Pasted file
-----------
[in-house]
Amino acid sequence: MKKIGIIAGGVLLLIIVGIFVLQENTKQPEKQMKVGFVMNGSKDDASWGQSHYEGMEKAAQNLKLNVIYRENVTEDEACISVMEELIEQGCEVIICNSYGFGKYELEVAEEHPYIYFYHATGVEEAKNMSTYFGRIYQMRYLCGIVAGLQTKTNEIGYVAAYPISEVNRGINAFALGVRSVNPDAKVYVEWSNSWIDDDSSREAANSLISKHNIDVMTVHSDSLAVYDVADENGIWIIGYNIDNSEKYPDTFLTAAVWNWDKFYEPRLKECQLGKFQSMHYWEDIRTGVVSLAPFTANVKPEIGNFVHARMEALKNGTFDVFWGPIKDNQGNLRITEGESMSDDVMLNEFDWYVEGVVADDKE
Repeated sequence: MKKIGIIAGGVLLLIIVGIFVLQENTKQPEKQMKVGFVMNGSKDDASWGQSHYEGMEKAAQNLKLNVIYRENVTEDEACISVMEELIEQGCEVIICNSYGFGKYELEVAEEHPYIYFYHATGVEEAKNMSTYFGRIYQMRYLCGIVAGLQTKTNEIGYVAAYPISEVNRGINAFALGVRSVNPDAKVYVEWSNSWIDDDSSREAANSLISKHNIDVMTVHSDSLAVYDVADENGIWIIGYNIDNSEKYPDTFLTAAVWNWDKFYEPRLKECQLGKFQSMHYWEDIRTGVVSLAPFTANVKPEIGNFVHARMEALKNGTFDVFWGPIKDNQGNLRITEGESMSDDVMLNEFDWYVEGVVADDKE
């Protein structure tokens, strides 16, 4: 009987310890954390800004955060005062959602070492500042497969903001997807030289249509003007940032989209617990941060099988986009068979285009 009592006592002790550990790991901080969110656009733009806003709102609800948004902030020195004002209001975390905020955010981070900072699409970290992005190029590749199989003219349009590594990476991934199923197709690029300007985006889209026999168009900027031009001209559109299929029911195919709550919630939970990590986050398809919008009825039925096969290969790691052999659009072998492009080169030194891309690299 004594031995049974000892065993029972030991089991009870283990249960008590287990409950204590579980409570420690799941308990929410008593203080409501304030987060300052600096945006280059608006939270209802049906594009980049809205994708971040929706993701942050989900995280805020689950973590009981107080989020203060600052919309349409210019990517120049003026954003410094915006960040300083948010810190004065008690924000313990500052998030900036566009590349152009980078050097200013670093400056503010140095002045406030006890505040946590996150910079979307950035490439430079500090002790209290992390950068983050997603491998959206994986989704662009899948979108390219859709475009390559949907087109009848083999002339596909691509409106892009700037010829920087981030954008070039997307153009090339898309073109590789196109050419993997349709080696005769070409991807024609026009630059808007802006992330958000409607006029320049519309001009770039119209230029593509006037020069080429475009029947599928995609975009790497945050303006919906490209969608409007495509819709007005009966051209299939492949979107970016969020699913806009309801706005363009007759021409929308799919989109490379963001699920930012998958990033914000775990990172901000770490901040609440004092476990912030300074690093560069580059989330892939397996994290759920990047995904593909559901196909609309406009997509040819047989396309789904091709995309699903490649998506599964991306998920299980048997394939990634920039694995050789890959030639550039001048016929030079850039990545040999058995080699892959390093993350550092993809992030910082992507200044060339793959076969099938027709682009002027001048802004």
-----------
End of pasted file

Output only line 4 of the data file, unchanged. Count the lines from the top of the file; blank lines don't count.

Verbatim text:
């Protein structure tokens, strides 16, 4: 009987310890954390800004955060005062959602070492500042497969903001997807030289249509003007940032989209617990941060099988986009068979285009 009592006592002790550990790991901080969110656009733009806003709102609800948004902030020195004002209001975390905020955010981070900072699409970290992005190029590749199989003219349009590594990476991934199923197709690029300007985006889209026999168009900027031009001209559109299929029911195919709550919630939970990590986050398809919008009825039925096969290969790691052999659009072998492009080169030194891309690299 004594031995049974000892065993029972030991089991009870283990249960008590287990409950204590579980409570420690799941308990929410008593203080409501304030987060300052600096945006280059608006939270209802049906594009980049809205994708971040929706993701942050989900995280805020689950973590009981107080989020203060600052919309349409210019990517120049003026954003410094915006960040300083948010810190004065008690924000313990500052998030900036566009590349152009980078050097200013670093400056503010140095002045406030006890505040946590996150910079979307950035490439430079500090002790209290992390950068983050997603491998959206994986989704662009899948979108390219859709475009390559949907087109009848083999002339596909691509409106892009700037010829920087981030954008070039997307153009090339898309073109590789196109050419993997349709080696005769070409991807024609026009630059808007802006992330958000409607006029320049519309001009770039119209230029593509006037020069080429475009029947599928995609975009790497945050303006919906490209969608409007495509819709007005009966051209299939492949979107970016969020699913806009309801706005363009007759021409929308799919989109490379963001699920930012998958990033914000775990990172901000770490901040609440004092476990912030300074690093560069580059989330892939397996994290759920990047995904593909559901196909609309406009997509040819047989396309789904091709995309699903490649998506599964991306998920299980048997394939990634920039694995050789890959030639550039001048016929030079850039990545040999058995080699892959390093993350550092993809992030910082992507200044060339793959076969099938027709682009002027001048802004």